Jack R. Fenton

Jack R. Fenton

Jack R. Fenton (1916-08-07 - 2007-11-06) represented represented California's 51st State Assembly district and California's 59th State Assembly district 16 years in the California State Assembly. He was part of the Democrat leadership, majority leader in 1972, and helped establish California's occupational health and safety regime.

Personal

His parents were Lithuanian immigrants. His father operated a delicatessen.

He earned a degree in 1939 from what was then called Brockport State Normal School, and later studied at University of California, Berkeley.

He was drafted into the United States Army in 1941, and served in the Pacific Theater of Operations during World War II. After his discharge, he entered Loyola Law School in 1945, and was graduated in 1949.

Also in 1945, he married Betty Byer who subsequently bore him four children.

He established a law practice in Montebello, California in 1949.

Mr. Fenton belonged to many organizations, including the Optimist Club, American Legion and Rotary Club.

He received the George Moscone Memorial Award for Outstanding Public Service in 1978, from an association of consumer lawyers in Los Angeles.

He was appointed a member of the Judicial Council of California in 1979.

Political career

When John Moreno, the first term Mexican American Assemblyman for the 51st District sought reelection, he faced both Dionisio Morales and Jack Fenton. With the chicano vote split, Fenton won the party's nomination in the primary election. He carried the general election with 69% of the vote. He continued to represent Montebello, reelected to seven more two year terms (from 1974, in the the 59th Assembly District.)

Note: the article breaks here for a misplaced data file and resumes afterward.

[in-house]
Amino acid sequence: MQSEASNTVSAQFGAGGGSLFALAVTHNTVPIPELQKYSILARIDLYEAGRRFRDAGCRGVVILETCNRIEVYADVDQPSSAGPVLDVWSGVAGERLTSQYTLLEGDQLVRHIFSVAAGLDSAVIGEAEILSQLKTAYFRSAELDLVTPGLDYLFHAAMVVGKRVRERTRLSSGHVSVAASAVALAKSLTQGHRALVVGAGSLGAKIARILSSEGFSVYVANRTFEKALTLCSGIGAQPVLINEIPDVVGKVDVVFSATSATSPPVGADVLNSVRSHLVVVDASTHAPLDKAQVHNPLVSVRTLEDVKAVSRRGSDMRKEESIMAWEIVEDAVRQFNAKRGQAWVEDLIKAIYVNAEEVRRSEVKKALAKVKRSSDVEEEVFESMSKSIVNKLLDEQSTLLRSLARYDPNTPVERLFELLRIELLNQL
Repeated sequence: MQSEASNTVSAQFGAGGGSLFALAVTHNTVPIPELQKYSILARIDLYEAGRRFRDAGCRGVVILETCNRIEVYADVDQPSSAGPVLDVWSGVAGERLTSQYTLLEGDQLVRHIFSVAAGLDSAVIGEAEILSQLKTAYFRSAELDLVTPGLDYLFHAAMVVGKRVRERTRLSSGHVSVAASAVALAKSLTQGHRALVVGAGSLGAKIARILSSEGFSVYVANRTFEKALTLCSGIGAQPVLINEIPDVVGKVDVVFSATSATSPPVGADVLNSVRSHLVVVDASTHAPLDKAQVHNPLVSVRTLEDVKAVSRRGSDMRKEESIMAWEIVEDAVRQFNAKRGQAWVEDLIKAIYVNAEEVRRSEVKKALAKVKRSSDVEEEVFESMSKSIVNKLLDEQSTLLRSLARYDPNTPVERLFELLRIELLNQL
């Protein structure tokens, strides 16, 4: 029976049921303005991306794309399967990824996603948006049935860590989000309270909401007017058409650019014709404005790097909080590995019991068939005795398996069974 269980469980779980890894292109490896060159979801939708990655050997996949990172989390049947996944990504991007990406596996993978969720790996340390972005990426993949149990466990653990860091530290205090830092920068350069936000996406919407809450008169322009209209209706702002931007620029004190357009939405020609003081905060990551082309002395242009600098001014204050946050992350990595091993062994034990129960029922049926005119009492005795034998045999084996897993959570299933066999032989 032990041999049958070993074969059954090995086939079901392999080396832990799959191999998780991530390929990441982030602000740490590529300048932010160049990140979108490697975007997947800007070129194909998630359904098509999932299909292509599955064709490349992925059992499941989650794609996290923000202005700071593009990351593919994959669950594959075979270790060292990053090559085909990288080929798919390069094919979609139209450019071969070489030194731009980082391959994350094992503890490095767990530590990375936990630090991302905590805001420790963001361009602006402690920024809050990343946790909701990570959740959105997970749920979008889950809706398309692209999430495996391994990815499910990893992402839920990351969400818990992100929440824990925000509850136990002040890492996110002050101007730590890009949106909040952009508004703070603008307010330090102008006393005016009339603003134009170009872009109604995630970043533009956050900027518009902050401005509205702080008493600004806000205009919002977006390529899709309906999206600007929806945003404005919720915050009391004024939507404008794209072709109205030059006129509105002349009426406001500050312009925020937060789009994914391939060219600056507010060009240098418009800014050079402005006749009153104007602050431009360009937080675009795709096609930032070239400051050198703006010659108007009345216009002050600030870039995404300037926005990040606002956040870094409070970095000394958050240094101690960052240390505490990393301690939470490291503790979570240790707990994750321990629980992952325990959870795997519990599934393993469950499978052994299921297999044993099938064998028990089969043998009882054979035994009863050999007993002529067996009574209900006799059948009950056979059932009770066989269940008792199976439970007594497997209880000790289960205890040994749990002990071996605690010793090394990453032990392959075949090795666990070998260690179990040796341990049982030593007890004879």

In the legislature, Fenton championed consumers, veterans, and labor (including farm workers.)

After Jess Unruh declared his candidacy for Governor in 1969, Fenton and Assemblyman George N. Zenovich encouraged Unruh (at first unsuccessfully) to resign as party leader in the Assembly.

Following an industrial accident 1971-06-24, an explosion of methane gas fatal to 17 workers in the California Water Project's Sylmar tunnel, he led the investigation in the Assembly's Committee on Industrial Safety. His investigation, and civil litigation, found negligence by the contractor (Lockheed Shipbuilding and Construction Company) and state inspectors. He was a leader promoting statutory change, notably the June 1973 California Occupational Safety and Health Act.

Hospitals and staff threatened to cease organ transplantation activity in 1973 when its legal basis came into question. Criminal defense attorneys argued that harvesting a victim's organs while his heart was still beating caused death, not their clients. Dixon Arnett (R-Redwood City introduced emergency legislation to recognize death when brain activity ceased. He was three votes short of the required supermajority when he enlisted Jack Fenton, who secured favorable action from two more members. After the California Senate passed the bill, Arnett flew to Chicago to secure Governor Ronald Reagan's signature giving force to the law.

From 1977-1980 he was chairman of the Assembly's Judiciary Committee. Earlier, he had been chairman of the Assembly's Finance and Insurance Committee.

He lost his primary election in 1980 to Matthew G. Martinez.

Art Torres was a protege and Republican Assemblyman Robert Hayden (of Santa Clara's 22nd district) was a friend.

See also

References

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